Advise: Processing the loss

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    Advise: Processing the loss

    Corporatehippiechick commented about processing the loss of a relationship after separation/divorce and it really got me thinking.  As many of you know I got separated last summer and am going through a divorce at the moment.  I'm curious what people that have been through it would consider as a successful processing of the loss.  For what it's worth, there are 3 young children involved.

    -Is it like going through the 5 stages of grief?
    -Is it dealing with the loss of not only the relationship, but the loss of the 'dream' associated with losing the 'happily ever after'?
    -Is it facing yourself and excepting your own responsibility for the marriage failure?
    -Or is it all of this and more?

    I guess I'm just wondering if I'm doing the right things.  I can definitely look back to a year and a half ago and see how I went through the 5 stages of grief(didn't know I was at the time).  Finally reaching a sense of acceptance early this year.

    Took the mandatory parenting classes a month ago and actually had a pretty interesting counselor teaching it.  She talked about hate not really being the opposite of love.  That hate and love are really on one side and 'indifference' was on the other.  Love and hate occupying the same space in our minds.  If we have truly moved on you reach a point of indifference towards the other person.  I'm definitely not at the point of indifference, though I don't have any hatred toward my ex either.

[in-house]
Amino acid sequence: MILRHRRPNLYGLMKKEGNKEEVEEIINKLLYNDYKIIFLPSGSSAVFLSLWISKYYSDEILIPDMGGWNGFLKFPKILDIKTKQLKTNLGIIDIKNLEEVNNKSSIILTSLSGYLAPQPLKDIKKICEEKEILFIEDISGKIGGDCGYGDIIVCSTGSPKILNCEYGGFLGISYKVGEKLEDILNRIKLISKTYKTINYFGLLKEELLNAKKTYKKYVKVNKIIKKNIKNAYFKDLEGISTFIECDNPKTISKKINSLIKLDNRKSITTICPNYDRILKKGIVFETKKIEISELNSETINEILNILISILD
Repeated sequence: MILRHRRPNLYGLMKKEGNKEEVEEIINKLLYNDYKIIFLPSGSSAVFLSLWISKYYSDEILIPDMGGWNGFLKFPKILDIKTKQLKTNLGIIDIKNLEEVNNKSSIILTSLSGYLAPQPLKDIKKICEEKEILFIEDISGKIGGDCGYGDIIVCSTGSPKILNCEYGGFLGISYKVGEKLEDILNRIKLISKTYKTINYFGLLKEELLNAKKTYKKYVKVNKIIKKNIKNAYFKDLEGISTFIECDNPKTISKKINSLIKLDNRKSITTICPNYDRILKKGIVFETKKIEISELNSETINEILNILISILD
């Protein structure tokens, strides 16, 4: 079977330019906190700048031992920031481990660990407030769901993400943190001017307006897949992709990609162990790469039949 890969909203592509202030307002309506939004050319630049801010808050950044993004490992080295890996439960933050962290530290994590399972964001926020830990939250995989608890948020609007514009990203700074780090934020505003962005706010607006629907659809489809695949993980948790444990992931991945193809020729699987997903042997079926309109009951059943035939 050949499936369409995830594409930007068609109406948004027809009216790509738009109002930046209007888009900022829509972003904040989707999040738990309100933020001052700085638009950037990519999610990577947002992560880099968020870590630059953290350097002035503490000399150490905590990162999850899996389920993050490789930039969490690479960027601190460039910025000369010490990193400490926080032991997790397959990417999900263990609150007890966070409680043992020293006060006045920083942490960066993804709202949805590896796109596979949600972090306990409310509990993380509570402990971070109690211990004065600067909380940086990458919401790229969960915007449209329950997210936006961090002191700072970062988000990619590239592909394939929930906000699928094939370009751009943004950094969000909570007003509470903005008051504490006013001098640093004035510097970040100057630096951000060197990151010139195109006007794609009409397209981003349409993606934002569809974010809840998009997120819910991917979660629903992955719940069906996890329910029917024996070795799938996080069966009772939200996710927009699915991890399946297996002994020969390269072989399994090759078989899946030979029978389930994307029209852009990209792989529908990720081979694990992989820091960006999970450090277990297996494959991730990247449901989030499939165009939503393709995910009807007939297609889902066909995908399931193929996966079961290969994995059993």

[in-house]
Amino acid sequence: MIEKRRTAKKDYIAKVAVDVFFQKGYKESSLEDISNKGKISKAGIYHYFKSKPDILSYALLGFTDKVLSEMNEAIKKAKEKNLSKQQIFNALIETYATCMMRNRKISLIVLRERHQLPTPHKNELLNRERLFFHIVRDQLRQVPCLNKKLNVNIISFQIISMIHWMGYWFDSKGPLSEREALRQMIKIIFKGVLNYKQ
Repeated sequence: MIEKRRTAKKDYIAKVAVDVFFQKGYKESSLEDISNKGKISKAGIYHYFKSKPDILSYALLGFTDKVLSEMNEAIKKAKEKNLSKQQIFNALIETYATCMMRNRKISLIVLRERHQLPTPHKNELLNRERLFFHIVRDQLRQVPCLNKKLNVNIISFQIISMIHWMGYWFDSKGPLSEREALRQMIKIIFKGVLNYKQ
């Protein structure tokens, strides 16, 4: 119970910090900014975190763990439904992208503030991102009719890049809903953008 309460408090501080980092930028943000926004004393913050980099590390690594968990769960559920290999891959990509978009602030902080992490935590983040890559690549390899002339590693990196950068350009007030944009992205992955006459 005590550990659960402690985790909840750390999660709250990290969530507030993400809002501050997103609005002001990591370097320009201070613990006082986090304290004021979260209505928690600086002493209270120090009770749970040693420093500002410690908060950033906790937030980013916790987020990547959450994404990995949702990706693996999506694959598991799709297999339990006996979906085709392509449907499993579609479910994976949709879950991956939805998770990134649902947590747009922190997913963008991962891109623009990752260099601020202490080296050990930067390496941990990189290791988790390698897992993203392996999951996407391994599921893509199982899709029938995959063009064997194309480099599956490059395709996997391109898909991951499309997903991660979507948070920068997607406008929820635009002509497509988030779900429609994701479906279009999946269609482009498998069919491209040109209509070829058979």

I appreciate any and all input you might be able to share...thanks!  JD
     
  2. You have chosen to ignore posts from TwoCentDonation. Show TwoCentDonation's posts

    Re: Advise: Processing the loss

    In Response to Advise: Processing the loss:
    [QUOTE]Corporatehippiechick commented about processing the loss of a relationship after separation/divorce and it really got me thinking.  As many of you know I got separated last summer and am going through a divorce at the moment.  I'm curious what people that have been through it would consider as a successful processing of the loss.  For what it's worth, there are 3 young children involved. -Is it like going through the 5 stages of grief? -Is it dealing with the loss of not only the relationship, but the loss of the 'dream' associated with losing the 'happily ever after'? -Is it facing yourself and excepting your own responsibility for the marriage failure? -Or is it all of this and more?
    Posted by jdrotten[/QUOTE]

    I've never been married, hence I've never been divorced.  Nor have I ever been in a marriage-like relationship.  However, in the last few break-ups I've had everything in your list applied.

    For me I know I've processed the loss when thinking about the relationship no longer makes me feel sad, and when I can entertain thoughts of dating someone else without thinking of the ex.
     
  3. You have chosen to ignore posts from ItDoesntMatterWhatIThink. Show ItDoesntMatterWhatIThink's posts

    Re: Advise: Processing the loss

    In Response to Advise: Processing the loss:
    [QUOTE] She talked about hate not really being the opposite of love.  That hate and love are really on one side and 'indifference' was on the other.  Love and hate occupying the same space in our minds.  If we have truly moved on you reach a point of indifference towards the other person.  I'm definitely not at the point of indifference, though I don't have any hatred toward my ex either. Posted by jdrotten[/QUOTE]

    Sorry, JD, I can't begin to know what it's like, like TwoCent; never married, never divorced.